The days of frozen, overly processed foods like chicken nuggets and pizza may be coming to an end, or at least declining, in school lunchrooms across Forsyth County.
With recent changes to the U.S. Department of Agriculture’s public school lunch requirements, school cafeterias are required to offer more healthy options.
Among the moves are limiting calorie counts to less than 850 for high school students, 700 for students in sixth through eighth grades, and 650 for elementary grades.
Andrea Perkins, assistant director of Forsyth County Schools’ food and nutrition services, said other federal requirements include: providing more fresh fruits and vegetables; increasing the portions of those items; and reducing the serving sizes of meats for elementary and middle school students.
Other changes, she said, include increasing the use the “whole grain rich” breads and pastas, reducing sodium counts and incorporating a wider range of fresh produce into meals.
“What they did is focus a greater portion size of fruits and vegetables at all grade levels, and they created subgroups for all fruits and vegetables that need to be offered throughout the week,” she said.
Perkins said while the system has always offered a number of salads, more will be available this year.
That’s good news for Jeff Adams, owner of Circle A Farms in west Forsyth.
Adams this spring began growing hydroponic lettuce. The lettuce is grown without soil, using a specialized system of water flow through tubing in greenhouses.
The school system and Adams recently entered into an agreement in which the system will buy the lettuce for its 39 schools from Circle A Farms, which produces romaine, bib and spring mix varieties.
“Our salad recipes have always focused on romaine and spinach, so now we’re going to try some of those locally grown ones as it makes sense for us economically,” Perkins said.
“This is our first attempt at doing farm-to-school, kind of locally grown, and we’re trying it so we’re seeing how well it will work.”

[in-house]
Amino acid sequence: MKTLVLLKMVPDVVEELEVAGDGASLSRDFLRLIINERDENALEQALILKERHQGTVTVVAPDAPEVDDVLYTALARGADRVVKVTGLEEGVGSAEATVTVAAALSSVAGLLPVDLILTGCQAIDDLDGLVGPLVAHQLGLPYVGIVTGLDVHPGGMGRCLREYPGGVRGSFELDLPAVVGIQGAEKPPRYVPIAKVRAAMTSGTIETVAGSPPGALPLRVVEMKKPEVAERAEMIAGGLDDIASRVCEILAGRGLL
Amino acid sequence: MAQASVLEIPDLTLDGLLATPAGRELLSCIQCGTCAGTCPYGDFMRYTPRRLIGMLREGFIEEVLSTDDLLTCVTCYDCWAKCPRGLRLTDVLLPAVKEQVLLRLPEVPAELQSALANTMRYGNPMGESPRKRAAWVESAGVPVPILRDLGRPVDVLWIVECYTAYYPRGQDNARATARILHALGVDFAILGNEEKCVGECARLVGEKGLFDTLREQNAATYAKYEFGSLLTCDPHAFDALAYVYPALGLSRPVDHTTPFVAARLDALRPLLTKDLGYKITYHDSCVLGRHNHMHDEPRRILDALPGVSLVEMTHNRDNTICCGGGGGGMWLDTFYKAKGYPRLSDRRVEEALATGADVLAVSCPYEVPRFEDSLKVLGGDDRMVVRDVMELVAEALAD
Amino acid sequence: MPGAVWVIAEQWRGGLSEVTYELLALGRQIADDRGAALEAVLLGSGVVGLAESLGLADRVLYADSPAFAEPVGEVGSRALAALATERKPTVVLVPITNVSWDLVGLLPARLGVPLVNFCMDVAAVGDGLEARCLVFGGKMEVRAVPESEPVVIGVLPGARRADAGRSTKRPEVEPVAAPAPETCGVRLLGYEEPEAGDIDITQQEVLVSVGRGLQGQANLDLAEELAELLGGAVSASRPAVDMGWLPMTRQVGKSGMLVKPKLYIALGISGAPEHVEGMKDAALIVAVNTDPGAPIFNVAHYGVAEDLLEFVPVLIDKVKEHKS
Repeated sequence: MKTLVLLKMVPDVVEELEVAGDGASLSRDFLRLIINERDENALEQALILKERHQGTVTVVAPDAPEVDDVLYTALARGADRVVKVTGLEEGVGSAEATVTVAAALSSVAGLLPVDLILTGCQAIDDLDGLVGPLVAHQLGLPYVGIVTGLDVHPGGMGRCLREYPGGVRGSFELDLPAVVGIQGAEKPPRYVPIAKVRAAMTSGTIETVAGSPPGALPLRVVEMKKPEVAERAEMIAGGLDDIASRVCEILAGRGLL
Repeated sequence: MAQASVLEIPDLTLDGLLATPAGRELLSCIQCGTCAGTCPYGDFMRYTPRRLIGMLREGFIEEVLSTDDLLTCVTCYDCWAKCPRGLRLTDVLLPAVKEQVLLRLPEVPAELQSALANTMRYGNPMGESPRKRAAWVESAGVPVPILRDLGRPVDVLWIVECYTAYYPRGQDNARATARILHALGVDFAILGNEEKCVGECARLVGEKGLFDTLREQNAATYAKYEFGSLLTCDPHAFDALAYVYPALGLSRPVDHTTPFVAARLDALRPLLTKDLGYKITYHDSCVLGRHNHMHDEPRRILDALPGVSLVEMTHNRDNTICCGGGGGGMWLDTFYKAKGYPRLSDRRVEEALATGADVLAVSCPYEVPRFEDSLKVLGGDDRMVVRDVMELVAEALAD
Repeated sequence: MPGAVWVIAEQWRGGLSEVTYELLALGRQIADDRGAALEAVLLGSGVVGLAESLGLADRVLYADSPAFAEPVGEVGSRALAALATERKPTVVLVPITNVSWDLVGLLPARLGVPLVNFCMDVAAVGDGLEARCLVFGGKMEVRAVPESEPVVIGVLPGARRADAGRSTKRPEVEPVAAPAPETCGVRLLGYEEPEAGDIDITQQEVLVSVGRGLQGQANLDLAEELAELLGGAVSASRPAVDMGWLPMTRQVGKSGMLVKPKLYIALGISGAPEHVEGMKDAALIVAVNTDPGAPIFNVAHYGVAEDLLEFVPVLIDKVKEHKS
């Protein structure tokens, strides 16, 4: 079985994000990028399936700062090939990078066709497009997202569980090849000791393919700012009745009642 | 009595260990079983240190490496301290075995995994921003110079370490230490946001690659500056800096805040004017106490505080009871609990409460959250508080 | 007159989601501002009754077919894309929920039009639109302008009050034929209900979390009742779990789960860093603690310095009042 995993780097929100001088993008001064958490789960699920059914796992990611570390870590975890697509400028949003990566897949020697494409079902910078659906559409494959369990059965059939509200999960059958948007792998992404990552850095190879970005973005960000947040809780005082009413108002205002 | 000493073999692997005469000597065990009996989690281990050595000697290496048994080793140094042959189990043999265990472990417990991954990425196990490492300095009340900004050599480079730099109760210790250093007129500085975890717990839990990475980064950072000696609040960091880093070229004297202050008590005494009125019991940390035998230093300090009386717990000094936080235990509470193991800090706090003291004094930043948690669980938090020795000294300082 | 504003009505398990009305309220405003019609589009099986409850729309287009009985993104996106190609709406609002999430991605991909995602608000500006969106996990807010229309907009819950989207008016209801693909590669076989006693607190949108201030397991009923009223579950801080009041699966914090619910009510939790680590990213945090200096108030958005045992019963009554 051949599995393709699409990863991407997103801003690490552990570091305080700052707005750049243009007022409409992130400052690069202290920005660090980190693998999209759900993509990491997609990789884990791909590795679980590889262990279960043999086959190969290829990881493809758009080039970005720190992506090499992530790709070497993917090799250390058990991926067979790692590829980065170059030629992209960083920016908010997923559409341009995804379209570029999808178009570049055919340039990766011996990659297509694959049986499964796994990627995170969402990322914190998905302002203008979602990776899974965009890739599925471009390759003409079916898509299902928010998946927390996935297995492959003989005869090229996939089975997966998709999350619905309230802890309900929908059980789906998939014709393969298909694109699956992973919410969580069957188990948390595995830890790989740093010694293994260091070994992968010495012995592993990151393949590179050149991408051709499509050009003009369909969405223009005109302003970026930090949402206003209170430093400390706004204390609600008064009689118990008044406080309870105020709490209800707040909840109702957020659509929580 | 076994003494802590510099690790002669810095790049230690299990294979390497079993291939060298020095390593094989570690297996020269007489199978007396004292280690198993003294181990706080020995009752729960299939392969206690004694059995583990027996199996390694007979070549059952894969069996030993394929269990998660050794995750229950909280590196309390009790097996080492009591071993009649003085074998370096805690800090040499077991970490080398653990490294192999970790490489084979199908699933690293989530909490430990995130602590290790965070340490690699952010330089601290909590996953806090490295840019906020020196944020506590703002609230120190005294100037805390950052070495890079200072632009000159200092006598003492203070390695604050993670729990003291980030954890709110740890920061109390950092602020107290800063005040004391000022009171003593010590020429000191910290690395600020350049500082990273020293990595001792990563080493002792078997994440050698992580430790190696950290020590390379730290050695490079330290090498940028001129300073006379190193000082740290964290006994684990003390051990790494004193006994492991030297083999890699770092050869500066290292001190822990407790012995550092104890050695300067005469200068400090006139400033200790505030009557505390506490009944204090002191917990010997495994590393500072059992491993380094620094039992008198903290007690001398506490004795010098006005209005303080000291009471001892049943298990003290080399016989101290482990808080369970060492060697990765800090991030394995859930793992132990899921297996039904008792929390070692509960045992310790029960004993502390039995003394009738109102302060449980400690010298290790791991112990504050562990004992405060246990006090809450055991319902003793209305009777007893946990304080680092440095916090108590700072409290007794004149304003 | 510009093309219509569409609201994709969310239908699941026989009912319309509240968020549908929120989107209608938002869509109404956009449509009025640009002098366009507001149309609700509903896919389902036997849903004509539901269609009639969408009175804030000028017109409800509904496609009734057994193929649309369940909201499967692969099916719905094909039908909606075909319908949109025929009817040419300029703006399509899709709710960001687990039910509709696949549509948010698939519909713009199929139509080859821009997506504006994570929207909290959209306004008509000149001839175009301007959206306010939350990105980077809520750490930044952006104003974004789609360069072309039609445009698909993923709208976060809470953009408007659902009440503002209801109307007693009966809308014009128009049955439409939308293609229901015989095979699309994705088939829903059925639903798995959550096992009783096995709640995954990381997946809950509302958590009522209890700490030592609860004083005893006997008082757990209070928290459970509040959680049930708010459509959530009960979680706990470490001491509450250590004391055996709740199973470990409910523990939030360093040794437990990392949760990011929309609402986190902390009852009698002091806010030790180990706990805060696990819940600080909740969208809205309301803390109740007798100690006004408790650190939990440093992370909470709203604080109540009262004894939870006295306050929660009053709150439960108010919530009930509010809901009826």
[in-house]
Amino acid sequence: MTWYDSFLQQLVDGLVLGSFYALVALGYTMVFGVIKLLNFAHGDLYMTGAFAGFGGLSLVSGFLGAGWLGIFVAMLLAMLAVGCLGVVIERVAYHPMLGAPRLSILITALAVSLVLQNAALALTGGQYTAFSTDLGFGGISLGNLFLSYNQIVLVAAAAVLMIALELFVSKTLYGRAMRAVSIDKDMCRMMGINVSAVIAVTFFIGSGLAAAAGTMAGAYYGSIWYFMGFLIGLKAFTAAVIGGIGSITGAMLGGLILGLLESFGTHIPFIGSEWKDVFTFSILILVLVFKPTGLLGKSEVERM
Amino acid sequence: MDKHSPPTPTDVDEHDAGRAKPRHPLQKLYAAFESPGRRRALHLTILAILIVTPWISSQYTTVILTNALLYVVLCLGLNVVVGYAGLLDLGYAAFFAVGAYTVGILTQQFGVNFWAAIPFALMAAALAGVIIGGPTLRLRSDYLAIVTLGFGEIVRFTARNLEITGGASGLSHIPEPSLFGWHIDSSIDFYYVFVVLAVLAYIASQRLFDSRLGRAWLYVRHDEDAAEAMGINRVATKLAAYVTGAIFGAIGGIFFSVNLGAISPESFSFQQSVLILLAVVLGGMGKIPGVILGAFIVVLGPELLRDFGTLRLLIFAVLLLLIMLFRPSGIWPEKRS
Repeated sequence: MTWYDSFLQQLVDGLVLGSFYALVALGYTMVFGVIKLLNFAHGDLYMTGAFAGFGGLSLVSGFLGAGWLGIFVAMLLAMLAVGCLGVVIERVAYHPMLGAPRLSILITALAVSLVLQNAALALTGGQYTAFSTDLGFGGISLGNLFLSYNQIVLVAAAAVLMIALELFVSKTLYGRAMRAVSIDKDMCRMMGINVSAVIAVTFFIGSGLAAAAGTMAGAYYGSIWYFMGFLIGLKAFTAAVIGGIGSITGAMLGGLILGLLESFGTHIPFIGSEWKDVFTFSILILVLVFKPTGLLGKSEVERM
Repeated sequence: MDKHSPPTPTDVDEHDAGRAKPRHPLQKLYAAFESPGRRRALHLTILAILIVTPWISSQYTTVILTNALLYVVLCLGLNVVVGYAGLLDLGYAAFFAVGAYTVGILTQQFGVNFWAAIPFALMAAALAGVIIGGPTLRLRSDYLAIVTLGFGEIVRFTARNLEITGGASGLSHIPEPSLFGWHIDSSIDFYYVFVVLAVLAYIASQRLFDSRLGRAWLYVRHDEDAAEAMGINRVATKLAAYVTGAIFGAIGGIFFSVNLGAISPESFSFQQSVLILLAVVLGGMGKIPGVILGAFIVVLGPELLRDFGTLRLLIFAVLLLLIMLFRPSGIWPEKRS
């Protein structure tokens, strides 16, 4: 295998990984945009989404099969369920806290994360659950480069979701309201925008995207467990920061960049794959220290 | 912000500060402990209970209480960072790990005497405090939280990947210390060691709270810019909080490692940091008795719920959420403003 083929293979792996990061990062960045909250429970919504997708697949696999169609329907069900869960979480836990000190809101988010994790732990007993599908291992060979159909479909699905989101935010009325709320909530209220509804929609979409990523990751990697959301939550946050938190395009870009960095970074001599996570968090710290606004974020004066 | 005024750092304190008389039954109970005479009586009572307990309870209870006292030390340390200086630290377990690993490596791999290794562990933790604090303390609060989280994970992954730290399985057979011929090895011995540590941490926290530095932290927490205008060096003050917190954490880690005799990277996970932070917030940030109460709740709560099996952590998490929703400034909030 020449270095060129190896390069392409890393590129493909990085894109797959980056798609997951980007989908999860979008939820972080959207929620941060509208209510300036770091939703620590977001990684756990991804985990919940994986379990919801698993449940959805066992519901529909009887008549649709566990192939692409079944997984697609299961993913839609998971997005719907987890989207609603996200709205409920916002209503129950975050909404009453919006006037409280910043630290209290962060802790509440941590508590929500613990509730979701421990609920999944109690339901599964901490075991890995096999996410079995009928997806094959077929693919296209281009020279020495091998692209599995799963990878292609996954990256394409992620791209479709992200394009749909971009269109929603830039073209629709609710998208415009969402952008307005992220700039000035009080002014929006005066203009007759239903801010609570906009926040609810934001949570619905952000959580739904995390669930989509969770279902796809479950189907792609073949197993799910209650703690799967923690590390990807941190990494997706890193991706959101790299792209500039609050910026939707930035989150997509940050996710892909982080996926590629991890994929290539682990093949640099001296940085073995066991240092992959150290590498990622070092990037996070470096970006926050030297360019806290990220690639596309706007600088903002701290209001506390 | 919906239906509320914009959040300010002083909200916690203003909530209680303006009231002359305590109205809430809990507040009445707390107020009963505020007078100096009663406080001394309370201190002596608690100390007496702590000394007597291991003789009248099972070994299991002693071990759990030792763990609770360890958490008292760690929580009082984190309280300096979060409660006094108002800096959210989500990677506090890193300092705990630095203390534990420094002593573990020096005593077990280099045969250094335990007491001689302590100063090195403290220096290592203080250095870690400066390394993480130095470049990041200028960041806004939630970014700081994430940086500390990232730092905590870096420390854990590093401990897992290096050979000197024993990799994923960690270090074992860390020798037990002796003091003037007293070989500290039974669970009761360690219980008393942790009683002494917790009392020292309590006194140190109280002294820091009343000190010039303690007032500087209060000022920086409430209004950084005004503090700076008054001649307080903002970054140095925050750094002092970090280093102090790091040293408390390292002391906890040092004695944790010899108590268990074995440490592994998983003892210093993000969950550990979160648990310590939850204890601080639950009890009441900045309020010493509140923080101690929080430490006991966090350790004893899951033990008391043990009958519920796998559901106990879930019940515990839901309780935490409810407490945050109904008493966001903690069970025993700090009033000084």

Adams is pleased with the venture, which he said “just kind of came to” the farm.
“We didn’t go looking for it, it was just kind of word of mouth,” he said.
He explained that one of daughters took some of the lettuce to her teacher at Sawnee Elementary.
“[The teacher] loved it and she gave some of it to the lady in charge of the lunchroom at Sawnee, and she thought it was wonderful and ended up giving it to the head of all the lunchrooms,” Adams said. “[School nutrition officials] came out and did a tour and decided it was something they wanted to try.”
Adams said the 6,000-square-foot greenhouse can grow up to about 2,000 heads of lettuce each week and he expects the school system will purchase about half of those.
Perkins called the venture with Adams “an experiment,” and Adams noted that the agreement is not a formal contract.
“They can quit at any time, but we’re trying it out to see if does work,” he said.
Perkins noted that the agreement remains fluid due to unknown factors.
“The schools use a lot of produce, so I’m not sure that he will be able to meet the demand because we serve a lot of salads,” she said. “But we’re going to try.”
She hopes the students will appreciate the local offerings.
“We’re excited to make that first step into more locally grown produce,” she said. “I hope the students will enjoy eating it more … it’s very fresh and I think the kids will see that. But it all depends on if they like to eat those leafy greens or not.”
As a father of five, Adams is pleased to see school lunches taking on more healthy options.
“Not dogging the lunches, but everybody knows they’re not the most healthy lunch, but I think they’re really trying to change that a lot,” he said.